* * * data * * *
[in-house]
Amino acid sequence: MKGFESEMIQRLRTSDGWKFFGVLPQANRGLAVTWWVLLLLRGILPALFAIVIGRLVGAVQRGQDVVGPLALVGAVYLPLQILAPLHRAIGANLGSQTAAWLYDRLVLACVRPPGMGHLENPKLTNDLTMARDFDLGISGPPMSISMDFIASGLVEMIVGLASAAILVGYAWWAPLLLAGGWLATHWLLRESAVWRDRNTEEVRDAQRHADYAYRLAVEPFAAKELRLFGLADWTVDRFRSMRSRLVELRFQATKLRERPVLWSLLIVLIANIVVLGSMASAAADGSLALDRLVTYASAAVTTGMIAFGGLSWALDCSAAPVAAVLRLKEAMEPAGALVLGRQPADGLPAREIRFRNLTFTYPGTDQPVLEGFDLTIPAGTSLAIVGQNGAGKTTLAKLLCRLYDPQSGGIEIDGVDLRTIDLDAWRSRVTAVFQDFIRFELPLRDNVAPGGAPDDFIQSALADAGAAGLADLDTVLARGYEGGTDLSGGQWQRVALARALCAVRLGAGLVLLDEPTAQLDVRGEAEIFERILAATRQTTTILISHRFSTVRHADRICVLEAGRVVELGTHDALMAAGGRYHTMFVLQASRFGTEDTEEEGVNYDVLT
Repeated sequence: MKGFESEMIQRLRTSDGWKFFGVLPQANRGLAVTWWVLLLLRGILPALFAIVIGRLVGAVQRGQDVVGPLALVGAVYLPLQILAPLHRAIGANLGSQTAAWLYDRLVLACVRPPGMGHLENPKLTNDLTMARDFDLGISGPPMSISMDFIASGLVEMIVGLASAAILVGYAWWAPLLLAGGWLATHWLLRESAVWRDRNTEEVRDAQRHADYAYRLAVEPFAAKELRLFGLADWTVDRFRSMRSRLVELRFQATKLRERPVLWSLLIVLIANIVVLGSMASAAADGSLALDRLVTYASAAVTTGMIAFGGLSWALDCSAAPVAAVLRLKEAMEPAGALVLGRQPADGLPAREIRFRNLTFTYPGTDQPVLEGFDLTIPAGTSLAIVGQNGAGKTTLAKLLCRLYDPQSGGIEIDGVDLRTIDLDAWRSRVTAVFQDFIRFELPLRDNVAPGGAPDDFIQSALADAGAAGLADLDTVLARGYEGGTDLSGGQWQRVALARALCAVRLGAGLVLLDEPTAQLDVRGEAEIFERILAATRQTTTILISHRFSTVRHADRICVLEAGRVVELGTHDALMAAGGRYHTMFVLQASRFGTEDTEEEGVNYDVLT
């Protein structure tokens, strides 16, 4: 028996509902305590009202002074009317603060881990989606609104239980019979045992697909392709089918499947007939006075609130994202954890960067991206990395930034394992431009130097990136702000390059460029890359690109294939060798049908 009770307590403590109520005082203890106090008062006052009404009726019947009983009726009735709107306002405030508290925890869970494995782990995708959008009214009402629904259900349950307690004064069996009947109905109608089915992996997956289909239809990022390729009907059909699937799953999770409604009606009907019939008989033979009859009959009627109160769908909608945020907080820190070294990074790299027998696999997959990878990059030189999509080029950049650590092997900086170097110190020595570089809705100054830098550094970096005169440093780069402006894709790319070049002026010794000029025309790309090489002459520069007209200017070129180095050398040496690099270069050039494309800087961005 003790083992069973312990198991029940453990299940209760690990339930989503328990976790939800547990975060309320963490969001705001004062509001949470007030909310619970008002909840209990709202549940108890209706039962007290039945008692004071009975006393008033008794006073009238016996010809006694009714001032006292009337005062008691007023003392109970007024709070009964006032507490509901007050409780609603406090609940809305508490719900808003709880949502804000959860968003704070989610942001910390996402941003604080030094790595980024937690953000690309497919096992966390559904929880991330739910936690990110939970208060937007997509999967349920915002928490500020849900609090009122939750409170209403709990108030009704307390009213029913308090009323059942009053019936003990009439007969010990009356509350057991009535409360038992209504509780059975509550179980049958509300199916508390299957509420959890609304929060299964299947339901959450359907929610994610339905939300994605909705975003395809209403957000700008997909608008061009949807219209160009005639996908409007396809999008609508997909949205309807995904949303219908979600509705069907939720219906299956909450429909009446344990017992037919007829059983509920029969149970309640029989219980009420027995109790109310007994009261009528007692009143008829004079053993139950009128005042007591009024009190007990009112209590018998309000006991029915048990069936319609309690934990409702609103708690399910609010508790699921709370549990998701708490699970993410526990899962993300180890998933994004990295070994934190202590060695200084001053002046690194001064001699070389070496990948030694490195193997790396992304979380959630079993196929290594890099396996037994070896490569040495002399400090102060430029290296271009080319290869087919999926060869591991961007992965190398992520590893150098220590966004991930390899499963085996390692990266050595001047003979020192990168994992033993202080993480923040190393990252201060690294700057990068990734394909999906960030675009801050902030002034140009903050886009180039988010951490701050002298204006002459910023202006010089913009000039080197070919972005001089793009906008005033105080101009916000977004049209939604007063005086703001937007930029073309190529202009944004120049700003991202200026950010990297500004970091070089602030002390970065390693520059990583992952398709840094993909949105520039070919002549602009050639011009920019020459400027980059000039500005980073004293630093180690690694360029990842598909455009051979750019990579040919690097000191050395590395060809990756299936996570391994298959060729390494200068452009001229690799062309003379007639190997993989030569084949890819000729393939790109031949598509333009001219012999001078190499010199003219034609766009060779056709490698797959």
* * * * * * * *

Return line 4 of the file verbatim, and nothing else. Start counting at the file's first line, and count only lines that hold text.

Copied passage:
């Protein structure tokens, strides 16, 4: 028996509902305590009202002074009317603060881990989606609104239980019979045992697909392709089918499947007939006075609130994202954890960067991206990395930034394992431009130097990136702000390059460029890359690109294939060798049908 009770307590403590109520005082203890106090008062006052009404009726019947009983009726009735709107306002405030508290925890869970494995782990995708959008009214009402629904259900349950307690004064069996009947109905109608089915992996997956289909239809990022390729009907059909699937799953999770409604009606009907019939008989033979009859009959009627109160769908909608945020907080820190070294990074790299027998696999997959990878990059030189999509080029950049650590092997900086170097110190020595570089809705100054830098550094970096005169440093780069402006894709790319070049002026010794000029025309790309090489002459520069007209200017070129180095050398040496690099270069050039494309800087961005 003790083992069973312990198991029940453990299940209760690990339930989503328990976790939800547990975060309320963490969001705001004062509001949470007030909310619970008002909840209990709202549940108890209706039962007290039945008692004071009975006393008033008794006073009238016996010809006694009714001032006292009337005062008691007023003392109970007024709070009964006032507490509901007050409780609603406090609940809305508490719900808003709880949502804000959860968003704070989610942001910390996402941003604080030094790595980024937690953000690309497919096992966390559904929880991330739910936690990110939970208060937007997509999967349920915002928490500020849900609090009122939750409170209403709990108030009704307390009213029913308090009323059942009053019936003990009439007969010990009356509350057991009535409360038992209504509780059975509550179980049958509300199916508390299957509420959890609304929060299964299947339901959450359907929610994610339905939300994605909705975003395809209403957000700008997909608008061009949807219209160009005639996908409007396809999008609508997909949205309807995904949303219908979600509705069907939720219906299956909450429909009446344990017992037919007829059983509920029969149970309640029989219980009420027995109790109310007994009261009528007692009143008829004079053993139950009128005042007591009024009190007990009112209590018998309000006991029915048990069936319609309690934990409702609103708690399910609010508790699921709370549990998701708490699970993410526990899962993300180890998933994004990295070994934190202590060695200084001053002046690194001064001699070389070496990948030694490195193997790396992304979380959630079993196929290594890099396996037994070896490569040495002399400090102060430029290296271009080319290869087919999926060869591991961007992965190398992520590893150098220590966004991930390899499963085996390692990266050595001047003979020192990168994992033993202080993480923040190393990252201060690294700057990068990734394909999906960030675009801050902030002034140009903050886009180039988010951490701050002298204006002459910023202006010089913009000039080197070919972005001089793009906008005033105080101009916000977004049209939604007063005086703001937007930029073309190529202009944004120049700003991202200026950010990297500004970091070089602030002390970065390693520059990583992952398709840094993909949105520039070919002549602009050639011009920019020459400027980059000039500005980073004293630093180690690694360029990842598909455009051979750019990579040919690097000191050395590395060809990756299936996570391994298959060729390494200068452009001229690799062309003379007639190997993989030569084949890819000729393939790109031949598509333009001219012999001078190499010199003219034609766009060779056709490698797959």